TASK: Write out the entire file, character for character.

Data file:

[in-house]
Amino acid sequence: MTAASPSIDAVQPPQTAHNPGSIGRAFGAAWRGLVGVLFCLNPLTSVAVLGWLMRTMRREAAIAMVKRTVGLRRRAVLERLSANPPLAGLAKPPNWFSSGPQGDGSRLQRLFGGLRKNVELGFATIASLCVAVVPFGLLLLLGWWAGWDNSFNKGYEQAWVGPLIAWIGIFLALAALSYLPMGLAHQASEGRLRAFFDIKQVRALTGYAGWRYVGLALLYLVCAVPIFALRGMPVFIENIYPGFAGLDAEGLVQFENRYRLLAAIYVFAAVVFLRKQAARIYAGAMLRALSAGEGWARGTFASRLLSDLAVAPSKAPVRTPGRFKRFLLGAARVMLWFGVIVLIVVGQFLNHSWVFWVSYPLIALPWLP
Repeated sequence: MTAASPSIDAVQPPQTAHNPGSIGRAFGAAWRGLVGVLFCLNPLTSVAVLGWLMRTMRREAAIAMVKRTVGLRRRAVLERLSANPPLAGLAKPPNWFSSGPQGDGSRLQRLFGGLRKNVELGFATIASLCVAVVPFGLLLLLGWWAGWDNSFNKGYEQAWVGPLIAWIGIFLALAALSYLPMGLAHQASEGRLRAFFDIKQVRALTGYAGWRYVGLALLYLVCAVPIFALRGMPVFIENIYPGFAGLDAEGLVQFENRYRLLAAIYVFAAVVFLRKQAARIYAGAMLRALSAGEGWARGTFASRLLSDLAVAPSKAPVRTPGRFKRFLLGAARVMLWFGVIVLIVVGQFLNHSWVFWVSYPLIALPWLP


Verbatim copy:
[in-house]
Amino acid sequence: MTAASPSIDAVQPPQTAHNPGSIGRAFGAAWRGLVGVLFCLNPLTSVAVLGWLMRTMRREAAIAMVKRTVGLRRRAVLERLSANPPLAGLAKPPNWFSSGPQGDGSRLQRLFGGLRKNVELGFATIASLCVAVVPFGLLLLLGWWAGWDNSFNKGYEQAWVGPLIAWIGIFLALAALSYLPMGLAHQASEGRLRAFFDIKQVRALTGYAGWRYVGLALLYLVCAVPIFALRGMPVFIENIYPGFAGLDAEGLVQFENRYRLLAAIYVFAAVVFLRKQAARIYAGAMLRALSAGEGWARGTFASRLLSDLAVAPSKAPVRTPGRFKRFLLGAARVMLWFGVIVLIVVGQFLNHSWVFWVSYPLIALPWLP
Repeated sequence: MTAASPSIDAVQPPQTAHNPGSIGRAFGAAWRGLVGVLFCLNPLTSVAVLGWLMRTMRREAAIAMVKRTVGLRRRAVLERLSANPPLAGLAKPPNWFSSGPQGDGSRLQRLFGGLRKNVELGFATIASLCVAVVPFGLLLLLGWWAGWDNSFNKGYEQAWVGPLIAWIGIFLALAALSYLPMGLAHQASEGRLRAFFDIKQVRALTGYAGWRYVGLALLYLVCAVPIFALRGMPVFIENIYPGFAGLDAEGLVQFENRYRLLAAIYVFAAVVFLRKQAARIYAGAMLRALSAGEGWARGTFASRLLSDLAVAPSKAPVRTPGRFKRFLLGAARVMLWFGVIVLIVVGQFLNHSWVFWVSYPLIALPWLP